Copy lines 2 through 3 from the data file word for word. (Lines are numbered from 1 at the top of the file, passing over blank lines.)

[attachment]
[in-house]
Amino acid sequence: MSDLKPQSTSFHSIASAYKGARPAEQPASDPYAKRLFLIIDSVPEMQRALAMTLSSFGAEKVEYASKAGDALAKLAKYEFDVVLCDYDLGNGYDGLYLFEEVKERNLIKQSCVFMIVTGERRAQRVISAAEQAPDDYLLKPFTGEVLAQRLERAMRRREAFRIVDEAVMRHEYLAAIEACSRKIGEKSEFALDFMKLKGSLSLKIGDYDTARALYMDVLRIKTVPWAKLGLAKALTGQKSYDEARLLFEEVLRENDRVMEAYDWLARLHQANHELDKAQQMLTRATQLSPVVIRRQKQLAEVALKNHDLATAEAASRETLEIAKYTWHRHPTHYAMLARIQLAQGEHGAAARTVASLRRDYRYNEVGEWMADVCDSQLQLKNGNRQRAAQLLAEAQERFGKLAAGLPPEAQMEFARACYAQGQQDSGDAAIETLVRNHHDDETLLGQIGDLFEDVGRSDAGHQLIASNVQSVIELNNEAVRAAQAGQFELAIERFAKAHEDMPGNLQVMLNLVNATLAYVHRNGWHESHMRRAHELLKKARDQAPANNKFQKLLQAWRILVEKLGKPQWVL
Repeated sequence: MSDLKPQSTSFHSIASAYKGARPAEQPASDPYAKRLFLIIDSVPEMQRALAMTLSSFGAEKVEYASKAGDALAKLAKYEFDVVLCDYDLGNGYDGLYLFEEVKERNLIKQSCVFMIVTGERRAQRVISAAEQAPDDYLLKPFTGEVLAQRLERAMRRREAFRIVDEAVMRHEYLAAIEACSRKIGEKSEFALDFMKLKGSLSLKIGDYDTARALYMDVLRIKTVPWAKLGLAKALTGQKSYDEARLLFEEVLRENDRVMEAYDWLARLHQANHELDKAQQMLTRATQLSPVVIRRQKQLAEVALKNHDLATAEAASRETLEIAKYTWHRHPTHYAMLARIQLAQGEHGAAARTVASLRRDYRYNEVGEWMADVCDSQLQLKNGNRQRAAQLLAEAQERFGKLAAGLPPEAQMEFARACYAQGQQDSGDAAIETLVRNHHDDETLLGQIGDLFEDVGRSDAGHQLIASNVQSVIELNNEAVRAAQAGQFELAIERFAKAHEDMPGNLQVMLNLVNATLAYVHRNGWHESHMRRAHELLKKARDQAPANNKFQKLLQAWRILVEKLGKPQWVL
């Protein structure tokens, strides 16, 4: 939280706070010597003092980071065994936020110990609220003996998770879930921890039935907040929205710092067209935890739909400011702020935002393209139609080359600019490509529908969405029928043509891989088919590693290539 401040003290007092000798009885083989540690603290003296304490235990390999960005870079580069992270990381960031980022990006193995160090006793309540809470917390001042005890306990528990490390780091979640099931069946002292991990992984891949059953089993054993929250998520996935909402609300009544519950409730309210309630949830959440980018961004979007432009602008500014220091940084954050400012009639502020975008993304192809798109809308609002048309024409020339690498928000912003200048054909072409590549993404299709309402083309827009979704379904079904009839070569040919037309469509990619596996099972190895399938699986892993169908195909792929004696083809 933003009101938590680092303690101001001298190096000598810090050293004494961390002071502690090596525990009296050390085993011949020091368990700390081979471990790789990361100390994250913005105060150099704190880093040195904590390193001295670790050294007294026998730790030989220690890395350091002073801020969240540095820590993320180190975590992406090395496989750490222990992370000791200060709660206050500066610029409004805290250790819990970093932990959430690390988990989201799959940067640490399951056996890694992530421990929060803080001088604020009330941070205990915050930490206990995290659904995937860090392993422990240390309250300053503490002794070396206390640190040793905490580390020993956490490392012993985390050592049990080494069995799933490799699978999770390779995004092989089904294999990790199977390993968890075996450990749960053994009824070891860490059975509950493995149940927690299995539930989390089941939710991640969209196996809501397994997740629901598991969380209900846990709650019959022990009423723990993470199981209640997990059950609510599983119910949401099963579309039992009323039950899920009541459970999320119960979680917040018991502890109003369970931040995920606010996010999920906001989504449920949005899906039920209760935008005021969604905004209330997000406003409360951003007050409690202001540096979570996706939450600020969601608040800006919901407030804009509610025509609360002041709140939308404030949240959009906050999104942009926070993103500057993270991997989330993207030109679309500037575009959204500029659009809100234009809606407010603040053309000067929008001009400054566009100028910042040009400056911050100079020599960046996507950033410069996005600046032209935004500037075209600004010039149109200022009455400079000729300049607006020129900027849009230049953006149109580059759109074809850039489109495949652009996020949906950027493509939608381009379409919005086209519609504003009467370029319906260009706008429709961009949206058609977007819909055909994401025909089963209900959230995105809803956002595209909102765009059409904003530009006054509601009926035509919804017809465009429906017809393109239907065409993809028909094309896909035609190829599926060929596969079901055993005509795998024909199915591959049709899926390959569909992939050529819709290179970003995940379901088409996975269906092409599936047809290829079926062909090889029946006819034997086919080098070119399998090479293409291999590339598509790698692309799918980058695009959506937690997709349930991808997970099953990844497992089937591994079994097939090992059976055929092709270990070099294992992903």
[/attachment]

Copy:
Amino acid sequence: MSDLKPQSTSFHSIASAYKGARPAEQPASDPYAKRLFLIIDSVPEMQRALAMTLSSFGAEKVEYASKAGDALAKLAKYEFDVVLCDYDLGNGYDGLYLFEEVKERNLIKQSCVFMIVTGERRAQRVISAAEQAPDDYLLKPFTGEVLAQRLERAMRRREAFRIVDEAVMRHEYLAAIEACSRKIGEKSEFALDFMKLKGSLSLKIGDYDTARALYMDVLRIKTVPWAKLGLAKALTGQKSYDEARLLFEEVLRENDRVMEAYDWLARLHQANHELDKAQQMLTRATQLSPVVIRRQKQLAEVALKNHDLATAEAASRETLEIAKYTWHRHPTHYAMLARIQLAQGEHGAAARTVASLRRDYRYNEVGEWMADVCDSQLQLKNGNRQRAAQLLAEAQERFGKLAAGLPPEAQMEFARACYAQGQQDSGDAAIETLVRNHHDDETLLGQIGDLFEDVGRSDAGHQLIASNVQSVIELNNEAVRAAQAGQFELAIERFAKAHEDMPGNLQVMLNLVNATLAYVHRNGWHESHMRRAHELLKKARDQAPANNKFQKLLQAWRILVEKLGKPQWVL
Repeated sequence: MSDLKPQSTSFHSIASAYKGARPAEQPASDPYAKRLFLIIDSVPEMQRALAMTLSSFGAEKVEYASKAGDALAKLAKYEFDVVLCDYDLGNGYDGLYLFEEVKERNLIKQSCVFMIVTGERRAQRVISAAEQAPDDYLLKPFTGEVLAQRLERAMRRREAFRIVDEAVMRHEYLAAIEACSRKIGEKSEFALDFMKLKGSLSLKIGDYDTARALYMDVLRIKTVPWAKLGLAKALTGQKSYDEARLLFEEVLRENDRVMEAYDWLARLHQANHELDKAQQMLTRATQLSPVVIRRQKQLAEVALKNHDLATAEAASRETLEIAKYTWHRHPTHYAMLARIQLAQGEHGAAARTVASLRRDYRYNEVGEWMADVCDSQLQLKNGNRQRAAQLLAEAQERFGKLAAGLPPEAQMEFARACYAQGQQDSGDAAIETLVRNHHDDETLLGQIGDLFEDVGRSDAGHQLIASNVQSVIELNNEAVRAAQAGQFELAIERFAKAHEDMPGNLQVMLNLVNATLAYVHRNGWHESHMRRAHELLKKARDQAPANNKFQKLLQAWRILVEKLGKPQWVL